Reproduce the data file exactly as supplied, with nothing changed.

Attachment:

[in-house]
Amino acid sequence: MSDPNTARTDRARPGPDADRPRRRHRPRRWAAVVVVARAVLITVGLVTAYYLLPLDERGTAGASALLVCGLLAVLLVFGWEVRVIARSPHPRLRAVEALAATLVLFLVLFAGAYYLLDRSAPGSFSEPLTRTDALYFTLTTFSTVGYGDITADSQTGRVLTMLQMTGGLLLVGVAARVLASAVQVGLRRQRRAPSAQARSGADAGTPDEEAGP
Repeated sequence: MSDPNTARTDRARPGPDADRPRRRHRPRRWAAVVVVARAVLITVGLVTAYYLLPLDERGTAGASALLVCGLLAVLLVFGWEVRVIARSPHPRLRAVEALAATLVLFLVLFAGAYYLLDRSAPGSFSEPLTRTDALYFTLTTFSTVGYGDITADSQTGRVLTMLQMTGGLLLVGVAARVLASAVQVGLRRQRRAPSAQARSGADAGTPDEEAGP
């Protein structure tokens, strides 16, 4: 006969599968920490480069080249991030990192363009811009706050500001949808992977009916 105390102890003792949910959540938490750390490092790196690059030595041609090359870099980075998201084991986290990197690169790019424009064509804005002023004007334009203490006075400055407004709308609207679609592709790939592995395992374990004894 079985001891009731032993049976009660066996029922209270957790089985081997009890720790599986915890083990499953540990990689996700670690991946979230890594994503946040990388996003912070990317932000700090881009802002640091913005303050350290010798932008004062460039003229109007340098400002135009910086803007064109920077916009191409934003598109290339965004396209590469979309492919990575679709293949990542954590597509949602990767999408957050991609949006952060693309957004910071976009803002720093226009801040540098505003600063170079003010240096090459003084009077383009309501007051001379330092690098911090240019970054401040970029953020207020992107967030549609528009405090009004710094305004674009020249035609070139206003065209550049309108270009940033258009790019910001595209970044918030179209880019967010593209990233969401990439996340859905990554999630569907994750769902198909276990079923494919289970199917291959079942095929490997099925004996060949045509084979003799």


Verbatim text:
[in-house]
Amino acid sequence: MSDPNTARTDRARPGPDADRPRRRHRPRRWAAVVVVARAVLITVGLVTAYYLLPLDERGTAGASALLVCGLLAVLLVFGWEVRVIARSPHPRLRAVEALAATLVLFLVLFAGAYYLLDRSAPGSFSEPLTRTDALYFTLTTFSTVGYGDITADSQTGRVLTMLQMTGGLLLVGVAARVLASAVQVGLRRQRRAPSAQARSGADAGTPDEEAGP
Repeated sequence: MSDPNTARTDRARPGPDADRPRRRHRPRRWAAVVVVARAVLITVGLVTAYYLLPLDERGTAGASALLVCGLLAVLLVFGWEVRVIARSPHPRLRAVEALAATLVLFLVLFAGAYYLLDRSAPGSFSEPLTRTDALYFTLTTFSTVGYGDITADSQTGRVLTMLQMTGGLLLVGVAARVLASAVQVGLRRQRRAPSAQARSGADAGTPDEEAGP
């Protein structure tokens, strides 16, 4: 006969599968920490480069080249991030990192363009811009706050500001949808992977009916 105390102890003792949910959540938490750390490092790196690059030595041609090359870099980075998201084991986290990197690169790019424009064509804005002023004007334009203490006075400055407004709308609207679609592709790939592995395992374990004894 079985001891009731032993049976009660066996029922209270957790089985081997009890720790599986915890083990499953540990990689996700670690991946979230890594994503946040990388996003912070990317932000700090881009802002640091913005303050350290010798932008004062460039003229109007340098400002135009910086803007064109920077916009191409934003598109290339965004396209590469979309492919990575679709293949990542954590597509949602990767999408957050991609949006952060693309957004910071976009803002720093226009801040540098505003600063170079003010240096090459003084009077383009309501007051001379330092690098911090240019970054401040970029953020207020992107967030549609528009405090009004710094305004674009020249035609070139206003065209550049309108270009940033258009790019910001595209970044918030179209880019967010593209990233969401990439996340859905990554999630569907994750769902198909276990079923494919289970199917291959079942095929490997099925004996060949045509084979003799």